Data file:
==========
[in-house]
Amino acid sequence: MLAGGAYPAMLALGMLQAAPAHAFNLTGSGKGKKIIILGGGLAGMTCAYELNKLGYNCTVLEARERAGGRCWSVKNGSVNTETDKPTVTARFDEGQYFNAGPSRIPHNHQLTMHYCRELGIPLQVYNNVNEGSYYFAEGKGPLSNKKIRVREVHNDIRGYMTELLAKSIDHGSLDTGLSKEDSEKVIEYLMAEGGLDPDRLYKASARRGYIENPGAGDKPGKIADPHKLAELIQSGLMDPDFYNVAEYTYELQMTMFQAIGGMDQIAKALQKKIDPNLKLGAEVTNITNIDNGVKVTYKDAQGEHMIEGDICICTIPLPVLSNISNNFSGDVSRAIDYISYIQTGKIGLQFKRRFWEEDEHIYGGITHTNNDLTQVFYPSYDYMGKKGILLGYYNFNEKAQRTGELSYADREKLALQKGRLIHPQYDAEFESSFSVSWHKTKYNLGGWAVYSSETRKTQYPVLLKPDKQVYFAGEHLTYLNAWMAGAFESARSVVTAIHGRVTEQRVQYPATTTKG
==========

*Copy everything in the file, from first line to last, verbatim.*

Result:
[in-house]
Amino acid sequence: MLAGGAYPAMLALGMLQAAPAHAFNLTGSGKGKKIIILGGGLAGMTCAYELNKLGYNCTVLEARERAGGRCWSVKNGSVNTETDKPTVTARFDEGQYFNAGPSRIPHNHQLTMHYCRELGIPLQVYNNVNEGSYYFAEGKGPLSNKKIRVREVHNDIRGYMTELLAKSIDHGSLDTGLSKEDSEKVIEYLMAEGGLDPDRLYKASARRGYIENPGAGDKPGKIADPHKLAELIQSGLMDPDFYNVAEYTYELQMTMFQAIGGMDQIAKALQKKIDPNLKLGAEVTNITNIDNGVKVTYKDAQGEHMIEGDICICTIPLPVLSNISNNFSGDVSRAIDYISYIQTGKIGLQFKRRFWEEDEHIYGGITHTNNDLTQVFYPSYDYMGKKGILLGYYNFNEKAQRTGELSYADREKLALQKGRLIHPQYDAEFESSFSVSWHKTKYNLGGWAVYSSETRKTQYPVLLKPDKQVYFAGEHLTYLNAWMAGAFESARSVVTAIHGRVTEQRVQYPATTTKG